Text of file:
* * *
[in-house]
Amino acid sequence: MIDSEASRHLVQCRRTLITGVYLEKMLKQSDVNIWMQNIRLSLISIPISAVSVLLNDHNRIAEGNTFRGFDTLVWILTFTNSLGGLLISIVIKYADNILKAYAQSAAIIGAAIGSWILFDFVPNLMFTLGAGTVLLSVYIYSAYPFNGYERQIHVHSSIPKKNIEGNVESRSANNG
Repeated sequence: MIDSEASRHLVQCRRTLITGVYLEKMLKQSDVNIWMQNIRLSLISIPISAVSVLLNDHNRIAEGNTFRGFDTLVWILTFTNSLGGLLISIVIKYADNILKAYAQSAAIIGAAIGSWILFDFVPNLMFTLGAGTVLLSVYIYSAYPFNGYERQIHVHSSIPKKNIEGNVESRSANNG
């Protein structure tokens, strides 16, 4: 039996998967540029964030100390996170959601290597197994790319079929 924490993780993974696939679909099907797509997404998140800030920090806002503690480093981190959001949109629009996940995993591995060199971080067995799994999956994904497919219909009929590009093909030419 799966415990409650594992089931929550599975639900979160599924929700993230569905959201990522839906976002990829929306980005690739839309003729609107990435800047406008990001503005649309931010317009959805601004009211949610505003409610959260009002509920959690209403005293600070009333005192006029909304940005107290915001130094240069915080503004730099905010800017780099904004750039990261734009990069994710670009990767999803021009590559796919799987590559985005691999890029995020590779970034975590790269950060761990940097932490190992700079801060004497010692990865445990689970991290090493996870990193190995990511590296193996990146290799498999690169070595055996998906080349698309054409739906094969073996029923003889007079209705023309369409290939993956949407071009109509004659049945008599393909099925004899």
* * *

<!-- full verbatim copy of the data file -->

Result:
[in-house]
Amino acid sequence: MIDSEASRHLVQCRRTLITGVYLEKMLKQSDVNIWMQNIRLSLISIPISAVSVLLNDHNRIAEGNTFRGFDTLVWILTFTNSLGGLLISIVIKYADNILKAYAQSAAIIGAAIGSWILFDFVPNLMFTLGAGTVLLSVYIYSAYPFNGYERQIHVHSSIPKKNIEGNVESRSANNG
Repeated sequence: MIDSEASRHLVQCRRTLITGVYLEKMLKQSDVNIWMQNIRLSLISIPISAVSVLLNDHNRIAEGNTFRGFDTLVWILTFTNSLGGLLISIVIKYADNILKAYAQSAAIIGAAIGSWILFDFVPNLMFTLGAGTVLLSVYIYSAYPFNGYERQIHVHSSIPKKNIEGNVESRSANNG
């Protein structure tokens, strides 16, 4: 039996998967540029964030100390996170959601290597197994790319079929 924490993780993974696939679909099907797509997404998140800030920090806002503690480093981190959001949109629009996940995993591995060199971080067995799994999956994904497919219909009929590009093909030419 799966415990409650594992089931929550599975639900979160599924929700993230569905959201990522839906976002990829929306980005690739839309003729609107990435800047406008990001503005649309931010317009959805601004009211949610505003409610959260009002509920959690209403005293600070009333005192006029909304940005107290915001130094240069915080503004730099905010800017780099904004750039990261734009990069994710670009990767999803021009590559796919799987590559985005691999890029995020590779970034975590790269950060761990940097932490190992700079801060004497010692990865445990689970991290090493996870990193190995990511590296193996990146290799498999690169070595055996998906080349698309054409739906094969073996029923003889007079209705023309369409290939993956949407071009109509004659049945008599393909099925004899």